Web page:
Two multiple sclerosis quality-of-life measures: Comparison in a national sample

Fraser Moore, Barbara Vickrey, Kathy Fortin, Liesly Lee

Research output: Contribution to journalArticlepeer-review

22 Scopus citations


Background: Multiple sclerosis (MS) has a profound impact on patients' health-related quality of life (HRQoL). It is unclear how HRQoL can be best assessed for different purposes. This study aimed to compare two HRQoL questionnaires of differing lengths for feasibility of administration, patient perceptions and psychometric properties. Methods: This was an open-label, 24-month study in 334 patients with relapsing MS treated with subcutaneous interferon β-1a. At baseline and months 6, 12, 18 and 24, patients completed the Multiple Sclerosis International Quality of Life (MusiQoL) and Multiple Sclerosis Quality of Life-54 (MSQOL-54) questionnaires and compared them using an evaluation questionnaire. HRQoL scores over time and psychometric properties (correlations with clinical disease measures, relative validity and responsiveness to change) of the questionnaires were assessed. Results: A minority of patients had missing items on either HRQoL measure. Completion time was significantly shorter for MusiQoL versus MSQOL-54 (p<0.0001). Patients felt that MusiQoL was easier to use than MSQOL-54 but preferred MSQOL-54 in terms of thoroughness. Mean HRQoL scores increased significantly from baseline to 24 months; correlations of both measures were stronger with an anxiety and depression measure than with disability or recent relapse occurrence. Relative validity and responsiveness to change were similar for both instruments. Conclusion: The shorter MusiQoL is suitable for evaluating HRQoL in patients with MS and may be more practical to administer than the more thorough MSQOL-54.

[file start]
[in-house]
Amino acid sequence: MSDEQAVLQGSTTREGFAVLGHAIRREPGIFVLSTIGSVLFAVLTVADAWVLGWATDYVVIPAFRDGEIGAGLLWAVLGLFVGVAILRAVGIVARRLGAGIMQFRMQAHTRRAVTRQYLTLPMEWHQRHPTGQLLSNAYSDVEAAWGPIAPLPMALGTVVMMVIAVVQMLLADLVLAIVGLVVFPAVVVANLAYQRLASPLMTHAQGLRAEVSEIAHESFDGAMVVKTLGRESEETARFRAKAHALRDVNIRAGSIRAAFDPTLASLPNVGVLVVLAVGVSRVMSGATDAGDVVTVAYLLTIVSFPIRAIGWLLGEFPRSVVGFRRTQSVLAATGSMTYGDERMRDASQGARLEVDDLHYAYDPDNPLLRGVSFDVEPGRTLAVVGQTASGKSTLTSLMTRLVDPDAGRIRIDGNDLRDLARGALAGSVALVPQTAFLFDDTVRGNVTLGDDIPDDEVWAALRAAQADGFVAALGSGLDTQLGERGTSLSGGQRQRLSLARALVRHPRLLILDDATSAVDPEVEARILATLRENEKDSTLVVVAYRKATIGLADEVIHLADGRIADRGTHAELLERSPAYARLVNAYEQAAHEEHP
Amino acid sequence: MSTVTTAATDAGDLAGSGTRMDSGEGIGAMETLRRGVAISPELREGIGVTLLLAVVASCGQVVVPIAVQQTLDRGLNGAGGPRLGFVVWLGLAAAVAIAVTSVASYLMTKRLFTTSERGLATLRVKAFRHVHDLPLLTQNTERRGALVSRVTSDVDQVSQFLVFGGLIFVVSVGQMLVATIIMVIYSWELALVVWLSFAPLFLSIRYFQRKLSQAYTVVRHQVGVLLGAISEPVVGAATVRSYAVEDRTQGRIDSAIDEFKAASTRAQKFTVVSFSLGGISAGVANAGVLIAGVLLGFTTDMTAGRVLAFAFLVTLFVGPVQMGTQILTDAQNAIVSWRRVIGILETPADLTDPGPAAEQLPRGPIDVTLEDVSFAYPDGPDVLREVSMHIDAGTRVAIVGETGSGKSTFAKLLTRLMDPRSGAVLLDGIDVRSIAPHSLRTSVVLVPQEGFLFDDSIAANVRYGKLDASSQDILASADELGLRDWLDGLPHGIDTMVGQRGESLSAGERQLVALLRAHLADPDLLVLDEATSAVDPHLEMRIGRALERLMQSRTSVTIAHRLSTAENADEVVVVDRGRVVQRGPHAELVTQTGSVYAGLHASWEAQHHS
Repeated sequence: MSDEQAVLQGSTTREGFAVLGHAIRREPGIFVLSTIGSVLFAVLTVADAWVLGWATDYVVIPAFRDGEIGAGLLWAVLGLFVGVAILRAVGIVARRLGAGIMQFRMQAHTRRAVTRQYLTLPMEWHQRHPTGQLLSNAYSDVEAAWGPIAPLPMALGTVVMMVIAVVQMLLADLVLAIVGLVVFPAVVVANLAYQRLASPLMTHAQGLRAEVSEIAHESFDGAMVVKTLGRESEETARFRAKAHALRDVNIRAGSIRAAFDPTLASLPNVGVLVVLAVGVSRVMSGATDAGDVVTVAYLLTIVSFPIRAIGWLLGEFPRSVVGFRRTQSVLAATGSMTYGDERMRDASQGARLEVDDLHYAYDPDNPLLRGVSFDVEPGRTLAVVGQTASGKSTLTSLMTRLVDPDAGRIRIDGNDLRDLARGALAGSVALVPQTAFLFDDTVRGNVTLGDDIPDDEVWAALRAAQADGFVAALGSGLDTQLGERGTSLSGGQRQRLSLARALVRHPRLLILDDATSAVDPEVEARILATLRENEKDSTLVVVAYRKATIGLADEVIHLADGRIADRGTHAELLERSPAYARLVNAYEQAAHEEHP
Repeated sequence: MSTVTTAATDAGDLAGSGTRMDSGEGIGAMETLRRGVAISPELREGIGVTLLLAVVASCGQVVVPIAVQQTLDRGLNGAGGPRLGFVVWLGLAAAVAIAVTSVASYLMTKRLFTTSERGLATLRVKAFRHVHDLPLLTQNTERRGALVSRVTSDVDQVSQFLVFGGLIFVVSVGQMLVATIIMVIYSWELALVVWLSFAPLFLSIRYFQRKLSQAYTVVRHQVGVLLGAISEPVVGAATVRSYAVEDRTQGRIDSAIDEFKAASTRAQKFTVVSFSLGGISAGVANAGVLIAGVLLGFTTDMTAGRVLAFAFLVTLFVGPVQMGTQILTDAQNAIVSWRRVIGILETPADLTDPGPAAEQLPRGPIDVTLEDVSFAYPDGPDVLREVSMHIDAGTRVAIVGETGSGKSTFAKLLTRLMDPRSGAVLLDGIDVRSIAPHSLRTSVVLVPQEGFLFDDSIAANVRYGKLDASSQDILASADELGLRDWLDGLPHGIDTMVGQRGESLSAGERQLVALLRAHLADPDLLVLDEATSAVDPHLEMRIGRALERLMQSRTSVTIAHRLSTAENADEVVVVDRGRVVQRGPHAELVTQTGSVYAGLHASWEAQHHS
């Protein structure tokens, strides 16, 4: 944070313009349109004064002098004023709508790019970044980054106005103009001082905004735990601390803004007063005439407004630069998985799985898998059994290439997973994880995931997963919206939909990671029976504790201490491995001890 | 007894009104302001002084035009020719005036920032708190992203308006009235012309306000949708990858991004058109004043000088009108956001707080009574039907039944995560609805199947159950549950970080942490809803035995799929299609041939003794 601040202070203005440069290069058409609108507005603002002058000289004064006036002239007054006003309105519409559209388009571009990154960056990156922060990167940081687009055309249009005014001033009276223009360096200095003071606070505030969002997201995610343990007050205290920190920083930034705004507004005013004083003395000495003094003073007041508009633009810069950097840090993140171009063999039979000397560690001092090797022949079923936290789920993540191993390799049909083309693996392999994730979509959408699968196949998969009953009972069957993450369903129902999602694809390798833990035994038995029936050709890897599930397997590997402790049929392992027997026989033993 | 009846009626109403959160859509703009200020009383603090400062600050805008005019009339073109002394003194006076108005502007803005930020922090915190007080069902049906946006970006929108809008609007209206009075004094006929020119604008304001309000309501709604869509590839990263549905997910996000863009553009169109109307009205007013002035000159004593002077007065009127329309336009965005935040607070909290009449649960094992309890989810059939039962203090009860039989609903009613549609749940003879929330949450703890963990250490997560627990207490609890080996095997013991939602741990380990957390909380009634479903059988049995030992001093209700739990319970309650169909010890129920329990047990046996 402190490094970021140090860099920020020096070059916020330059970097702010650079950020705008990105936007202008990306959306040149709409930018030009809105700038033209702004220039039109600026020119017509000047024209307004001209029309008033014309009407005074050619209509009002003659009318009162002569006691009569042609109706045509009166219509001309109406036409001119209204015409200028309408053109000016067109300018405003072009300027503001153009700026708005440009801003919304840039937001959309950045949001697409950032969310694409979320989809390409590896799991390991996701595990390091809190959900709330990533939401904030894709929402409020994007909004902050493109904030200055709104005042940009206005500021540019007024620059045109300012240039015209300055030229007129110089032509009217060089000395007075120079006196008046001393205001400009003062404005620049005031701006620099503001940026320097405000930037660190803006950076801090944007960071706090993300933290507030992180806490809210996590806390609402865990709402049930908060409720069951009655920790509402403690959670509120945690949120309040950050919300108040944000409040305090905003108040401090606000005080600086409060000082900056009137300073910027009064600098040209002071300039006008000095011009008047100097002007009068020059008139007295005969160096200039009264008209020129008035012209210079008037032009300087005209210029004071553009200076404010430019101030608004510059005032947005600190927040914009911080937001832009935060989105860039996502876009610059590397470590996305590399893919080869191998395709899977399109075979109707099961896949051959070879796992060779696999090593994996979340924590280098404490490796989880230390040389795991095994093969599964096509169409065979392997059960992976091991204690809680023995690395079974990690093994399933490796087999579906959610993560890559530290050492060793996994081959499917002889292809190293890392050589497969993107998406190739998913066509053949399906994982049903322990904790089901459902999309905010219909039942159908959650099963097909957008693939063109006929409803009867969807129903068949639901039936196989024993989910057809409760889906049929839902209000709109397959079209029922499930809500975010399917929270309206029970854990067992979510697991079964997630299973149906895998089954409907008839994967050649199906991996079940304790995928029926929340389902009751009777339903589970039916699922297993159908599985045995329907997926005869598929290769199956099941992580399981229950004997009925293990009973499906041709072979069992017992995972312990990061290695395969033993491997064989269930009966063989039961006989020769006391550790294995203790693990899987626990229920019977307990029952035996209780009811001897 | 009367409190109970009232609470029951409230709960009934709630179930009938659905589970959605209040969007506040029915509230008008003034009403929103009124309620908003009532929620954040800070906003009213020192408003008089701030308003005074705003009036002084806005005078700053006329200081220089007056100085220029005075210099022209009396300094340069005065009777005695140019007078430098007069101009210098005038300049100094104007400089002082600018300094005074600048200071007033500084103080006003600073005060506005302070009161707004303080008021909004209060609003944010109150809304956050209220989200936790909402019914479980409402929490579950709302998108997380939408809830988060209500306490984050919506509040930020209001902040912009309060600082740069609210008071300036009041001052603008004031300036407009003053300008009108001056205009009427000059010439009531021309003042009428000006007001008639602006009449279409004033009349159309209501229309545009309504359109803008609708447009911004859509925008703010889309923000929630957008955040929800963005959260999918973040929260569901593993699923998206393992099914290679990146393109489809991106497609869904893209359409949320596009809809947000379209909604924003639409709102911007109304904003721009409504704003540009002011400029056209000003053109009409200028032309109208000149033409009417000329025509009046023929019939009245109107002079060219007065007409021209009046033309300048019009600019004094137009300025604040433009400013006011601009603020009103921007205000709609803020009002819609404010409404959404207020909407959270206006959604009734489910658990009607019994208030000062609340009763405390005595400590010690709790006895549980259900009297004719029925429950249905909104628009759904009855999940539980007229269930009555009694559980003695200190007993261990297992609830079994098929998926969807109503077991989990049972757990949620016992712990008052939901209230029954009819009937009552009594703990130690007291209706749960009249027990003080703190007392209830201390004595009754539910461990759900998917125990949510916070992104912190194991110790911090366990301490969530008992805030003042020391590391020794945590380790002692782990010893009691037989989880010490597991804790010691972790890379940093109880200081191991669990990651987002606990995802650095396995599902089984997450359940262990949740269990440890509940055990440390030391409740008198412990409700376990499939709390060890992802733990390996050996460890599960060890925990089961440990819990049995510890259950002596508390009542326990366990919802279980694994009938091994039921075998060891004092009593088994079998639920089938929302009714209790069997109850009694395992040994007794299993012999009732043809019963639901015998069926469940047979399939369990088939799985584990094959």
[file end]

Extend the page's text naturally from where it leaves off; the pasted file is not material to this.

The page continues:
Original languageEnglish
Pages (from-to)55-63
Number of pages9
JournalCanadian Journal of Neurological Sciences
Issue number1
StatePublished - 1 Jan 2015
Externally publishedYes


  • Health-related quality of life
  • interferon-beta
  • relapsing-remitting multiple sclerosis


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